Scioscia expects Matsui to ‘be very productive’

Coming out of the All-Star break, Manager Mike Scioscia said he expected Hideki Matsui to “be very productive in the second half” and to end up with “numbers that are comparable to what he did in New York last season.”

So far, the numbers don’t add up.

Matsui hit a two-run home run in the seventh inning of Tuesday night’s 10-2 win over the Yankees, but he’s batting .249 with 11 homers, 49 runs batted in, 26 runs and 70 strikeouts in 96 games, putting him on pace for 18 homers, 82 RBIs, a career-low 43 runs and a career-high 118 strikeouts.

The 36-year-old Matsui’s previous low for average was .274 in 2009, a season in which he had 28 homers and 90 RBIs and won World Series most valuable player honors.

Matsui opened the season as the Angels’ cleanup hitter and was dropped to fifth in early May, but he has not been driving the ball like a middle-of-the-order hitter.

He’s hitting .291 with runners in scoring position, but his homer Tuesday was only his second since June 7, and he has one double since June 22.

A career .294 hitter against left-handers entering 2010, Matsui has struggled so much against lefties (.183 this season) that Scioscia has benched him against several lefties in recent weeks.

The Angels hope Matsui’s liner into the right-field seats off Chan-Ho Park on Tuesday night is a flash point for the designated hitter.

“I don’t have a Ouija board out right now,” Scioscia said. “Hopefully it’s a good sign that he will contribute the way he can in the second half.”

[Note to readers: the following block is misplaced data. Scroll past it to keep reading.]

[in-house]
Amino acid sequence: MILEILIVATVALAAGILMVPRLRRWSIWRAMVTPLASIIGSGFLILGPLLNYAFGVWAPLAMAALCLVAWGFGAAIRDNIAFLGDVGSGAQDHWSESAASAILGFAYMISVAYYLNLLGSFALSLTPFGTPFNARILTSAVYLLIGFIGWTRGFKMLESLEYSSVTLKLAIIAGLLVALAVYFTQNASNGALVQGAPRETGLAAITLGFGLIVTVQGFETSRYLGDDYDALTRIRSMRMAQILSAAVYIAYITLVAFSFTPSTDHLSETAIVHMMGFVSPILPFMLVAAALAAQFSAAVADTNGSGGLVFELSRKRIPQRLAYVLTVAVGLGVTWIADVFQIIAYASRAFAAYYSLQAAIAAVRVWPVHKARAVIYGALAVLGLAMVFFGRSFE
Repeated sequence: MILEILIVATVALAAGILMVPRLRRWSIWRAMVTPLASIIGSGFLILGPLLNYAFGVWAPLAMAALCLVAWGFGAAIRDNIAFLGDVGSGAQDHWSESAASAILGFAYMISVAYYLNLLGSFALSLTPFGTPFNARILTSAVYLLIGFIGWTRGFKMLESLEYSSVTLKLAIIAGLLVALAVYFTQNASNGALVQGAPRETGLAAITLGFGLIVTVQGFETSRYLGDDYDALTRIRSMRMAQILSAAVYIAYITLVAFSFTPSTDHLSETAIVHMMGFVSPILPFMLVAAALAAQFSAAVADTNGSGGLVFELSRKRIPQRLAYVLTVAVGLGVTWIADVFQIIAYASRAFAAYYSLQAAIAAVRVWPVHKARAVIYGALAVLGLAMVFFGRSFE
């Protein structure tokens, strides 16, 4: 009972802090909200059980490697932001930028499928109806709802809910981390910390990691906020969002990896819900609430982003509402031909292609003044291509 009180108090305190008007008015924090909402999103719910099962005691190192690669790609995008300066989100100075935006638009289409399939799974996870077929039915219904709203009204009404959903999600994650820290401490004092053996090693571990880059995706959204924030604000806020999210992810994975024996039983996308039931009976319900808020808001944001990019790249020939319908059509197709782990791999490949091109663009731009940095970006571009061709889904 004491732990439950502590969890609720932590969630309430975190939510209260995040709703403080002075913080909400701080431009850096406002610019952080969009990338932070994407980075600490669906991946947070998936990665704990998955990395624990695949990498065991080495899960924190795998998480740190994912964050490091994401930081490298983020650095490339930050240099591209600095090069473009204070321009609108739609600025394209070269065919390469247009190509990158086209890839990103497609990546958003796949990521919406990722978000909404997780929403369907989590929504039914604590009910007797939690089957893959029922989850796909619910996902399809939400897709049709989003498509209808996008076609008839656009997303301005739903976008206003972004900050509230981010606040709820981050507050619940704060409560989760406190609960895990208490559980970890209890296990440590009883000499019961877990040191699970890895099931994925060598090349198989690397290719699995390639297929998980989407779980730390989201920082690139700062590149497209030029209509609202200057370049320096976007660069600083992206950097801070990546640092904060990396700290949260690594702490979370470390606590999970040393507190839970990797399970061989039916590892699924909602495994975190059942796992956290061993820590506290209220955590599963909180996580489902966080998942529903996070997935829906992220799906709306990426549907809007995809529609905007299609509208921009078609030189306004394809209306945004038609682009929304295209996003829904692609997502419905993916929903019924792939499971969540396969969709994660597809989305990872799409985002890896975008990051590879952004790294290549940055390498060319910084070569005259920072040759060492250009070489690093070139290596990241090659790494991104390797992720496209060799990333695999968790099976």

Market watch

If the Angels are to acquire an impact bat — or even another arm — before the July 31 non-waiver trade deadline, the price of such a commodity will have to come down, at least in the eyes of General Manager Tony Reagins.

The Angels expressed interest in Washington first baseman Adam Dunn, who is batting .286 with 22 homers and 59 RBIs, but they don’t appear willing to part with the high-end prospects required to acquire the slugger.

Among the players who might be available at a lesser price are Arizona first baseman Adam LaRoche (.256, 13 homers, 58 RBIs), Baltimore corner infielder Ty Wigginton (.248, 14 homers, 45 RBIs), Houston first baseman Lance Berkman (.250, 12 homers, 43 RBIs) and Florida infielder Jorge Cantu (.261, 10 homers, 53 RBIs).

The Angels, according to one report, pursued a deal for Kansas City third baseman Alberto Callaspo, a former Angels prospect who is hitting .276 with eight homers and 42 RBIs, but were turned down by the Royals.

“There are opportunities out there, but it’s a matter of what you have to give up in order to get a piece you like,” Reagins said. “If you find a fit that makes sense for both parties, you get a deal done. Sometimes, you don’t find that fit.”

Conger setback

Triple-A catcher Hank Conger, the Angels’ first-round pick in 2005, suffered a right rotator-cuff strain on a swing Monday night and was placed on the seven-day disabled list Tuesday.

Though the injury is not considered serious, it is a concern because Conger, one of the organization’s top prospects, was relegated to designated hitter because of shoulder problems for much of his first four minor league seasons.

Conger has done the bulk of the catching this season at Salt Lake and is batting .265 with five homers and 27 RBIs in 74 games.

“He’ll get the appropriate testing done, and we’ll go from there,” Reagins said.

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